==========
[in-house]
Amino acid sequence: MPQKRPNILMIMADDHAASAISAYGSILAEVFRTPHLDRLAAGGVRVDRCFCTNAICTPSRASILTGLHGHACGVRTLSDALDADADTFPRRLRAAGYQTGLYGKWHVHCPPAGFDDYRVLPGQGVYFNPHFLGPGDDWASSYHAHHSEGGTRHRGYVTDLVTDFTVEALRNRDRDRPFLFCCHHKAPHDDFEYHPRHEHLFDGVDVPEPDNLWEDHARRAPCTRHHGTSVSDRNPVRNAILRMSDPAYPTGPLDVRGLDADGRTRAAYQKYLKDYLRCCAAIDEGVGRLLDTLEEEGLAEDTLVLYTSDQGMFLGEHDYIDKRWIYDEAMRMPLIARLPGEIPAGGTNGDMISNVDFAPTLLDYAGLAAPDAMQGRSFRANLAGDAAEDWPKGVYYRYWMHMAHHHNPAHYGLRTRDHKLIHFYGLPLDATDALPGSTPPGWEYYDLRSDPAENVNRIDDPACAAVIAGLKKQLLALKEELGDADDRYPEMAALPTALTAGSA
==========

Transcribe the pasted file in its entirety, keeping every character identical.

[in-house]
Amino acid sequence: MPQKRPNILMIMADDHAASAISAYGSILAEVFRTPHLDRLAAGGVRVDRCFCTNAICTPSRASILTGLHGHACGVRTLSDALDADADTFPRRLRAAGYQTGLYGKWHVHCPPAGFDDYRVLPGQGVYFNPHFLGPGDDWASSYHAHHSEGGTRHRGYVTDLVTDFTVEALRNRDRDRPFLFCCHHKAPHDDFEYHPRHEHLFDGVDVPEPDNLWEDHARRAPCTRHHGTSVSDRNPVRNAILRMSDPAYPTGPLDVRGLDADGRTRAAYQKYLKDYLRCCAAIDEGVGRLLDTLEEEGLAEDTLVLYTSDQGMFLGEHDYIDKRWIYDEAMRMPLIARLPGEIPAGGTNGDMISNVDFAPTLLDYAGLAAPDAMQGRSFRANLAGDAAEDWPKGVYYRYWMHMAHHHNPAHYGLRTRDHKLIHFYGLPLDATDALPGSTPPGWEYYDLRSDPAENVNRIDDPACAAVIAGLKKQLLALKEELGDADDRYPEMAALPTALTAGSA